But what about cohabiting couples? Might a family headed by a cohabiting couple do as well as a married couple in raising children? To answer this question, this report summarizes research conducted in the United States to date on cohabitation and child well-being. This research suggests that the answer to this question is no. The extant literature on cohabitation and child well-being from the U.S. indicates that children reared in the average cohabiting household are less likely to thrive, compared to children in the average married household.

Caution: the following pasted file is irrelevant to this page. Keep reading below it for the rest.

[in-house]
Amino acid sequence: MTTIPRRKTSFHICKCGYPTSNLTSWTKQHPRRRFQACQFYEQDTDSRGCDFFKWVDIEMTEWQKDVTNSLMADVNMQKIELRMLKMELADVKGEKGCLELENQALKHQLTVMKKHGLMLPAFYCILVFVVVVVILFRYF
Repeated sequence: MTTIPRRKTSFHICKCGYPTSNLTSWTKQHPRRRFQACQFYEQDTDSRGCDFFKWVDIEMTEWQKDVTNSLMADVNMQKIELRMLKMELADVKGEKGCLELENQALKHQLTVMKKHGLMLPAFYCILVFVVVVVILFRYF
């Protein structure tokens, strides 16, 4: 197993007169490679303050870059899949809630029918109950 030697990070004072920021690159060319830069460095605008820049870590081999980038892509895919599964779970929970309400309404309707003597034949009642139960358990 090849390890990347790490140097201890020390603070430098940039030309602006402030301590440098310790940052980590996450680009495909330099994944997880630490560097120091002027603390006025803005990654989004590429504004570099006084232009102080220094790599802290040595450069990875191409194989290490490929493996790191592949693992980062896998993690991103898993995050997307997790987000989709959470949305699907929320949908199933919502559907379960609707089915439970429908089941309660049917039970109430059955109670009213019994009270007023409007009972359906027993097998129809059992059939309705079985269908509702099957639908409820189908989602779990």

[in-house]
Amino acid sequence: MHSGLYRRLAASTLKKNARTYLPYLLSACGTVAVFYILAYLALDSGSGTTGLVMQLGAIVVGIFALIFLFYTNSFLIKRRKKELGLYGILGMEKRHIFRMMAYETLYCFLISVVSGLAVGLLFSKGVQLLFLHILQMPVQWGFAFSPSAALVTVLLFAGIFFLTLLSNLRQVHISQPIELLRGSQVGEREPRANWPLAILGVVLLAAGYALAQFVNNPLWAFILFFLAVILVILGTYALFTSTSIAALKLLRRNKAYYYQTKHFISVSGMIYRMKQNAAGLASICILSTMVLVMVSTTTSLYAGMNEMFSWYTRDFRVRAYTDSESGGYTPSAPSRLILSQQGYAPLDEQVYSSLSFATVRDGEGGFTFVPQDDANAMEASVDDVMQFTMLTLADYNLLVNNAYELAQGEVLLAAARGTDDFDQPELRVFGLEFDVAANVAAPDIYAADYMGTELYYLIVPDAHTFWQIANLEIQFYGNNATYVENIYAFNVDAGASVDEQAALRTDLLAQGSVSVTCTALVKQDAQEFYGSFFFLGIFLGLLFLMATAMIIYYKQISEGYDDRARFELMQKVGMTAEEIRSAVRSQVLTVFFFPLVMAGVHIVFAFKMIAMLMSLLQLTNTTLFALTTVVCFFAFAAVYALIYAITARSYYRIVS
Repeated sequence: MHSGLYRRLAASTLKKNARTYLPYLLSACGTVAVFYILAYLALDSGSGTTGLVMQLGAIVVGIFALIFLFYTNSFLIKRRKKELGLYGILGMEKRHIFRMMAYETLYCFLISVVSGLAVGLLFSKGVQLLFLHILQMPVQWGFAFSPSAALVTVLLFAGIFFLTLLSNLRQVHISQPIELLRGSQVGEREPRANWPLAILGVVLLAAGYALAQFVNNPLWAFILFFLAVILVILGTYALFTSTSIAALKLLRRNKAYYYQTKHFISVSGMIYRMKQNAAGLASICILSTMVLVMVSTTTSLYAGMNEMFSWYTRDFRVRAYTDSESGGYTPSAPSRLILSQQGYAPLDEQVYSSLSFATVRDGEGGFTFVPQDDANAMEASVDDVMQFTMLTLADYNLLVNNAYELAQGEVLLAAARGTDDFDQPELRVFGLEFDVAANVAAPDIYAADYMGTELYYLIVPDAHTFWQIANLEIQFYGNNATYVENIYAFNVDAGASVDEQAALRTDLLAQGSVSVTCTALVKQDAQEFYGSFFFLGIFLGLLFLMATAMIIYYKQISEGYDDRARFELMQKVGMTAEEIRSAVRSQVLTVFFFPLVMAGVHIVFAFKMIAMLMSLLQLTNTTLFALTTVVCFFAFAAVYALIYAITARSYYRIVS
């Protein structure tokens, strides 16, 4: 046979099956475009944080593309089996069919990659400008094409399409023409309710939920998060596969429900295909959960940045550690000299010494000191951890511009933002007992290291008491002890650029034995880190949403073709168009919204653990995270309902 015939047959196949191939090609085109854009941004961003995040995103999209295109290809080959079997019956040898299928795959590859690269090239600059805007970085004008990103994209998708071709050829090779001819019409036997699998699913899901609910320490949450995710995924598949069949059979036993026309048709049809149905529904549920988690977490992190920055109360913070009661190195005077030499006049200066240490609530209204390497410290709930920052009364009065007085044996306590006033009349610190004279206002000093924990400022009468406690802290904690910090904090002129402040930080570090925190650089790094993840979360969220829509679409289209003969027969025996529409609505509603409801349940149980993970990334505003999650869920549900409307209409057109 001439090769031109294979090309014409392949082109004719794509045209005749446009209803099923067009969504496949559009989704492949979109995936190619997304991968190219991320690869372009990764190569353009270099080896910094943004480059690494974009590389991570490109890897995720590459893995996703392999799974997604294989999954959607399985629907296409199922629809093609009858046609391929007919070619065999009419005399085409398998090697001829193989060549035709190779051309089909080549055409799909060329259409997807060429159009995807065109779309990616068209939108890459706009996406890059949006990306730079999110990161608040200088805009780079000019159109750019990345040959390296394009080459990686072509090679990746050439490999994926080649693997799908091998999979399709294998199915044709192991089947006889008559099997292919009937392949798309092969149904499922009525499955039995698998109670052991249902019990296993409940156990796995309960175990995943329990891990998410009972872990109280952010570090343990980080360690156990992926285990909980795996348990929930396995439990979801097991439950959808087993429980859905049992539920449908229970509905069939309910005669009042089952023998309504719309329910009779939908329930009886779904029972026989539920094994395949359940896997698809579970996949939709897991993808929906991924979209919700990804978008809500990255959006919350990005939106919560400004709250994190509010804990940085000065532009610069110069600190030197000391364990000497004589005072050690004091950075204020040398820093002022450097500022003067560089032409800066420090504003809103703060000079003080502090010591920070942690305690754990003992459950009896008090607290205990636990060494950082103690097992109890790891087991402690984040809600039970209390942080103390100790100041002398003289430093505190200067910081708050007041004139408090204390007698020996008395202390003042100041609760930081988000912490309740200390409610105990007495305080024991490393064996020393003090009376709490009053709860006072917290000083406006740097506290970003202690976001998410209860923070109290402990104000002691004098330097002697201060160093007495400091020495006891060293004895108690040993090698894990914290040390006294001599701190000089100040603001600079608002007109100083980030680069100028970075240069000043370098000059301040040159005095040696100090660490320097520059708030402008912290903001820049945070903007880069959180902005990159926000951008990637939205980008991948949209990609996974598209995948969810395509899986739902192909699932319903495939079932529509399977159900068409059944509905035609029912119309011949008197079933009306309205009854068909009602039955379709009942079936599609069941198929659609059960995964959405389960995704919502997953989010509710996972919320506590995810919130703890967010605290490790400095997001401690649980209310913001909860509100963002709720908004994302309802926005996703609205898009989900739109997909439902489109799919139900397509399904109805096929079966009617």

Studies on the behavioral, emotional, and educational welfare of children find clear differences between cohabiting families and marital families. For instance, one study found that adolescents from cohabiting families were significantly more likely to engage in delinquent behavior, compared to adolescents from intact, married families.18 Another study found that teenage children in cohabiting families were significantly more likely to experience emotional and behavioral problems, compared to children in intact married families.19 Compared to children in married families, children from cohabiting families are significantly more likely to be suspended, expelled, or to experience poor academic performance in school, such as difficulties in their relationships with peers and teachers.20 These studies control for a range of socioeconomic factors, and still find that children in cohabiting families do measurably worse than children in married families.